The Steampunk in Sherlock Holmes Film

Dec
27
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I see it fairly well now…

“You know” Says Warner Brothers Executive 1 to Warner Brothers Executive 2 “the kids are really into this ‘Steampunk’ thing these days.”

“Steampunk?” Says WBE 2.

“Yeah, Steampunk, it’s kind of like re-writing history, as if, say, Abraham Lincoln had a Gatling gun for a left arm, or if Sherlock Holmes knew more about physics and chemistry than the top scientists of his time.”

“So a Sherlock Holmes movie then?”

“Already in post.”

With that stated, you should go see it. That is not entirely said because my family owns a majority share in most Hollywood picture houses, but also because the new Sherlock Holmes movie is a wonderfully entertaining and visually beautiful ride of a film.

As a pure spectator, Sherlock Holmes delights on a number of levels.  First and foremost, I found myself drawn into the movie’s initial frames due to nothing more than the soundtrack.  This leads into a feverish opening that leaves you wondering why the hell Sherlock is running madly through the streets on London.  Inter-cut this with a series of, what you assume are, police carriages hot on his heels.  Follow this with Sherlock breaking into what seems to be a random gate, plotting how to take out what you assume is some “evil henchman” and stumbling upon some kind of occultist ritual group that is very obviously about to kill a young woman.  THEN… well, you can watch it for yourself.

Should the movie rest of the laurels of the action and panache of sequences as the openings (and do believe me, there are plenty of them), it would still be worth a watch at least, perhaps, once a decade.  But it is the actors, Robert Downey Jr. and Jude Law, playing the venerated Holmes and Watson duo, that keep you genuinely caring if the characters happen to be sliced in two by a meat-market saw blade or pummeled by a Francophone-ic giant.  Their banter IS more than a bit standard Hollywood buddy movie, but the very fact that the two actors bring such a chemistry to the institution that is Holmes & Watson, causes you to shrug and simply say “Why fix that which is not broken?”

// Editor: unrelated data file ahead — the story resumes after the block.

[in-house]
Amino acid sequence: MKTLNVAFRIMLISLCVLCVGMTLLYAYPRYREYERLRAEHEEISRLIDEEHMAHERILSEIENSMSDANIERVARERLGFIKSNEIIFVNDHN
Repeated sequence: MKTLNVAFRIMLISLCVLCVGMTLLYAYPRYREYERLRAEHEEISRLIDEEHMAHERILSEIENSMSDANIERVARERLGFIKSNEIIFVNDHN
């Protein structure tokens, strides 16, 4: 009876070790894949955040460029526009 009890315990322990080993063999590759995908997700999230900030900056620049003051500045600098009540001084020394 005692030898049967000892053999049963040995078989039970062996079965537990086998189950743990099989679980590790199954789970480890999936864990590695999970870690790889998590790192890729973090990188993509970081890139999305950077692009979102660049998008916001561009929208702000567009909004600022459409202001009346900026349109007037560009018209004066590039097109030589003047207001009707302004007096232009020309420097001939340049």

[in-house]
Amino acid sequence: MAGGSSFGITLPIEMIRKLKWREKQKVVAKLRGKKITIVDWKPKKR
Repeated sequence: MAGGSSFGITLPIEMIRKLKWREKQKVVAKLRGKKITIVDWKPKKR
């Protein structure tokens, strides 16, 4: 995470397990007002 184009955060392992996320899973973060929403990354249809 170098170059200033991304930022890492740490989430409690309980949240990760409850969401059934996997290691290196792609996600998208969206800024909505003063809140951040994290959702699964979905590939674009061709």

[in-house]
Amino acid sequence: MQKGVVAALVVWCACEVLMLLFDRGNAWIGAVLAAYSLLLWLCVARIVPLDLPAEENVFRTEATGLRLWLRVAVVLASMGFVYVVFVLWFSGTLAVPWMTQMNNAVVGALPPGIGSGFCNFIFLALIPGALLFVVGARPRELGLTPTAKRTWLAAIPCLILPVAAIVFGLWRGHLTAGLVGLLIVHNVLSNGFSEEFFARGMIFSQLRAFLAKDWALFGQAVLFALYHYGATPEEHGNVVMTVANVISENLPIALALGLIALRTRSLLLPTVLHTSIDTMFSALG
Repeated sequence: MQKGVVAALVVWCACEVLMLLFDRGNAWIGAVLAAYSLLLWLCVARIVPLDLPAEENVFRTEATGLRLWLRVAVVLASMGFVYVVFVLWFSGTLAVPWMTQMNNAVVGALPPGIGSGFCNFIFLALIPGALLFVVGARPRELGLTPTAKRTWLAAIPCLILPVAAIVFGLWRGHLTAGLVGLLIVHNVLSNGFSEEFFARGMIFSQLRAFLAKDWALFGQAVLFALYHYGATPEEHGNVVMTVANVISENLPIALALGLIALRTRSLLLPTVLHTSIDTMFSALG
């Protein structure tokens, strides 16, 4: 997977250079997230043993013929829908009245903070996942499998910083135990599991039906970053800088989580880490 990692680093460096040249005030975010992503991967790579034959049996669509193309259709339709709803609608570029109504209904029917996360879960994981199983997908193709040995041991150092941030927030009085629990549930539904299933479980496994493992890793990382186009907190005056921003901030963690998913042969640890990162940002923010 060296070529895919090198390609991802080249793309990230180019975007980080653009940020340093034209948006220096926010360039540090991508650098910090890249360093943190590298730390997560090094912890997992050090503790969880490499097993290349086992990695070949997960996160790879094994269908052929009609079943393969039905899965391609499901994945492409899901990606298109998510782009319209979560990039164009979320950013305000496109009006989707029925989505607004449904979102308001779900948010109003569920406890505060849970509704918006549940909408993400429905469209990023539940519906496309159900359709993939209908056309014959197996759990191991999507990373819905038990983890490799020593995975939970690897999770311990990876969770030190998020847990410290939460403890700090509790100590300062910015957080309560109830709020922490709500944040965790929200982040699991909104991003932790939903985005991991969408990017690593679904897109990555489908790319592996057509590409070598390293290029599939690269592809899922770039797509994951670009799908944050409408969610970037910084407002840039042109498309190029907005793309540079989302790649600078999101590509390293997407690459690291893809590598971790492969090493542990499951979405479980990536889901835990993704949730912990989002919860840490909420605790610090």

So how, you are asking, is this any more “steampunk” than ANY old Sherlock Holmes anything?  I’m glad you asked.

First and foremost, and I am no scholar of Sherlock Holmes, this film “sexy-ups” the entire world of Sherlock Holmes.  Do remember, the books are not period literature, they were, for the most part, written during the time they take place.  And though it is very arguable (and I myself would agree) that Sherlock Holmes IS s bit drug addled and mad… there isn’t so much anything I’ve ever heard no read that would lead me to believe he is ever as unkempt as Downey Jr. plays him to be.  Duly, they’ve really set up a world in which more than just Holmes and Watson (should, of course, sequels be made), exist in flesh in blood.  Where-as, in the literature, the axillary characters are spoken of but rarely seen outside of the one or two stories they appear in.

Lastly, the London this takes place in is RIFE with massive, strange, industrial machinery.  For the love of the gods, they are building the London Bridge during the movie… and the director (Guy Richie in case any of you wanted to be not very surprised) is very bent on ensuring you know this… roughly bent on ensuring you know this about five or six times.  This is a Holmesian world filled with bizarre contraptions that rely on Hollywood’s tenuous grasp of physics.  Electro-magnetic radio control and pneumatic poison jets are joyfully used.

My mad ramblings aside.  See it!  You’ll enjoy it!  I did, very much so.  Doubly, I would suggest also supporting it because, let us Steampunk-types be honest with ourselves, Hollywood will do essentially anything they think the masses will like.  And if the masses like Sherlock “Steampunk” Holmes, and Hollywood puts it together in not a half bad manner, I say, why not?

Why not, indeed!

Best,
-The Lord Baron

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Topics: Movies, Steampunk

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